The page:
Looking after the environment is important, but it's easiest when you're making a profit, writes Federated Farmers president Bruce Wills
Time and again we find those who excel with their environmental management are those who are also financially successful.
Twelve months ago I talked about the need for a more open, honest discussion around farming's impact on the environment.
A year on, I feel Federated Farmers and our farming community have made a lot of progress. We farmers do use the environment for our business; we also make a major contribution to the income and way of life all New Zealanders enjoy. There are genuine concerns about how some aspects of farming are affecting our water in particular and we must listen and act on these concerns.
By being upfront about agriculture's environmental issues, we gain better respect and credibility from those who care about how we look after this wonderful country of ours. In my view we have two options, we either accept we need to do better, lift our game and take leadership on these issues; or, if we choose not to, we risk more regulation.
Councils are obliged to listen to the concerns of their communities; if farmers don't react to these concerns councils are left with little option. Regulation is expensive, more officials to check that rules are met means higher rates. We farmers are also happier being in charge of our own destiny rather than being told what to do. It is better, I think, we manage this ourselves.
There are many already showing excellent leadership in this area. Recently, North Otago farmers Blair and Jane Smith were named national winners of the 2012 Ballance Farm Environment Award. They received the Gordon Stephenson Trophy in front of 300 guests at the New Zealand Farm Environment Trust's Sustainability Showcase at the Parliament buildings in Wellington.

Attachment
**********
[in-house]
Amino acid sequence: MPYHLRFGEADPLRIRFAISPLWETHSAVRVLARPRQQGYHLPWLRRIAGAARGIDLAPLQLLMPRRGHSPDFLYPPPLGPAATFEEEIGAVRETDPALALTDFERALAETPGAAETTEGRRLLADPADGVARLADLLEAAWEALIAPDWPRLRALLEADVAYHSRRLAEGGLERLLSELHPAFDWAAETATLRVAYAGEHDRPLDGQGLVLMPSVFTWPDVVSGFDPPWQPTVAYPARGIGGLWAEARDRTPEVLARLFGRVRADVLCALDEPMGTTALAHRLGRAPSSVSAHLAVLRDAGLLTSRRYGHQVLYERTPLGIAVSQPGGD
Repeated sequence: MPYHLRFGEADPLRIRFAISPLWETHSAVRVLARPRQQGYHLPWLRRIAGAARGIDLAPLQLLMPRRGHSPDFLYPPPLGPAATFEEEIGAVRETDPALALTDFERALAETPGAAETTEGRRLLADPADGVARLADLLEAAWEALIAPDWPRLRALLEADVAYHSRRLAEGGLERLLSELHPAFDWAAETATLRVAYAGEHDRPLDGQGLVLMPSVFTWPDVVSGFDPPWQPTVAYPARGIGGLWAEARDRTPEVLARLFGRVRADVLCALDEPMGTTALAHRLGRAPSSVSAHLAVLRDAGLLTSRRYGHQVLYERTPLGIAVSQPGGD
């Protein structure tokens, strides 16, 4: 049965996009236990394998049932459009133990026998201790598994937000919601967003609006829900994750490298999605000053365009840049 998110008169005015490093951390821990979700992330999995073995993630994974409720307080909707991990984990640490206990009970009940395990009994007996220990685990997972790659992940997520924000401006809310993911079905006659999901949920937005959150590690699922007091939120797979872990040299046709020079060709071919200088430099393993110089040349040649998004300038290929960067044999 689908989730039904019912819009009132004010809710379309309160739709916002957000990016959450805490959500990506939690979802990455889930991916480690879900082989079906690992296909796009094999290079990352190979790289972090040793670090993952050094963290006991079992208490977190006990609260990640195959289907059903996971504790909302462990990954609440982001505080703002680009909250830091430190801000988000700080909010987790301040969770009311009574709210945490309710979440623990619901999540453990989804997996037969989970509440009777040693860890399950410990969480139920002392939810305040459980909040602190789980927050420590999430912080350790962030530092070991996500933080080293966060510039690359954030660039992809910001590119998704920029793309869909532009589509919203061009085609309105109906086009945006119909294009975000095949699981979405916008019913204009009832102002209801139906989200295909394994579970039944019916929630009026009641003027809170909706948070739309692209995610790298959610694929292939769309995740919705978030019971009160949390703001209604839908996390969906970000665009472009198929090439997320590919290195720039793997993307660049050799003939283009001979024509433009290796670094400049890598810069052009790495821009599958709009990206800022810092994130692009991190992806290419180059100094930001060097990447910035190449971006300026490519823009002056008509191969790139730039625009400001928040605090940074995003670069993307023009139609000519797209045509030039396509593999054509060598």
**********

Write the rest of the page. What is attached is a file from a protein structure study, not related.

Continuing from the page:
Standing alongside them were eight other regional supreme winners, each deserving of the title of progressive, successful, environmentally conscious farmers. Time and again we find those who excel with their environmental management are those who are also financially successful.
Behind these people are thousands of farmers who do their part to take better care of the country's land and water for the generations to come.
One thing all these farmers will tell you is to be green, you must be in the black. Fencing waterways, planting trees, protecting biodiversity and putting in good effluent systems all cost money. If farmers aren't able to grow and run profitable businesses, it constrains the investment they are able to make in these areas.
Healthy finances are very much part of helping progress good environmental practices.